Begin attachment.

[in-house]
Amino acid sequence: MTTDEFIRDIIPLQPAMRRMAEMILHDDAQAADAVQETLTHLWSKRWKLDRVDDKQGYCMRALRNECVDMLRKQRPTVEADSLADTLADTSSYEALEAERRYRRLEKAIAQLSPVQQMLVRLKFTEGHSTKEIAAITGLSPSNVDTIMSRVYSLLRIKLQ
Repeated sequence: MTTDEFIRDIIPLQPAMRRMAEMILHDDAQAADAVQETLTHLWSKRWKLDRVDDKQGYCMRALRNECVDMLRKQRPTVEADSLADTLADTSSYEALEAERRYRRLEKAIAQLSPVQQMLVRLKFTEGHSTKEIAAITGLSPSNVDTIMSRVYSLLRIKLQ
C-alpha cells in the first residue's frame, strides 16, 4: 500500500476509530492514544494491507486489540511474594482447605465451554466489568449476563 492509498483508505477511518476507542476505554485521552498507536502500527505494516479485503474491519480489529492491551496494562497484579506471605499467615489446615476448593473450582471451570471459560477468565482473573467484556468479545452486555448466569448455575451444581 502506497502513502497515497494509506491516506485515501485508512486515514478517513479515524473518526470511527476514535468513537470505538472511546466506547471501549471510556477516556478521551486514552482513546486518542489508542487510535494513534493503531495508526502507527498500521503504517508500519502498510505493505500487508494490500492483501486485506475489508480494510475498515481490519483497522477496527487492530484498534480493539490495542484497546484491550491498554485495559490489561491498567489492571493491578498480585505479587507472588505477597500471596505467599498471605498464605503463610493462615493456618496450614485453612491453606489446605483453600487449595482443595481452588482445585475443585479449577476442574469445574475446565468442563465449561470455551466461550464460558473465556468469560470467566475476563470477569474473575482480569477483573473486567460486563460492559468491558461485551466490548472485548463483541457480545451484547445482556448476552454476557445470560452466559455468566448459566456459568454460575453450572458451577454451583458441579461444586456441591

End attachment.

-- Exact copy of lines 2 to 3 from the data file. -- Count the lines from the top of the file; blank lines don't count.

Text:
Amino acid sequence: MTTDEFIRDIIPLQPAMRRMAEMILHDDAQAADAVQETLTHLWSKRWKLDRVDDKQGYCMRALRNECVDMLRKQRPTVEADSLADTLADTSSYEALEAERRYRRLEKAIAQLSPVQQMLVRLKFTEGHSTKEIAAITGLSPSNVDTIMSRVYSLLRIKLQ
Repeated sequence: MTTDEFIRDIIPLQPAMRRMAEMILHDDAQAADAVQETLTHLWSKRWKLDRVDDKQGYCMRALRNECVDMLRKQRPTVEADSLADTLADTSSYEALEAERRYRRLEKAIAQLSPVQQMLVRLKFTEGHSTKEIAAITGLSPSNVDTIMSRVYSLLRIKLQ